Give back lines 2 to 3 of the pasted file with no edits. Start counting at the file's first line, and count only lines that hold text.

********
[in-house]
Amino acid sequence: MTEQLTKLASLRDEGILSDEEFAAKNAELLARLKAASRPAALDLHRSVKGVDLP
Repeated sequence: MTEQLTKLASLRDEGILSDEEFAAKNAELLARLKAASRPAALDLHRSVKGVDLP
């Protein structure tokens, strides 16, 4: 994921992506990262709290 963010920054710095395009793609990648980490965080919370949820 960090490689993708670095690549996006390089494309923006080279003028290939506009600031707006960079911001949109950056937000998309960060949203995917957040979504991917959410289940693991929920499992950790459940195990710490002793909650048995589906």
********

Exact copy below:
Amino acid sequence: MTEQLTKLASLRDEGILSDEEFAAKNAELLARLKAASRPAALDLHRSVKGVDLP
Repeated sequence: MTEQLTKLASLRDEGILSDEEFAAKNAELLARLKAASRPAALDLHRSVKGVDLP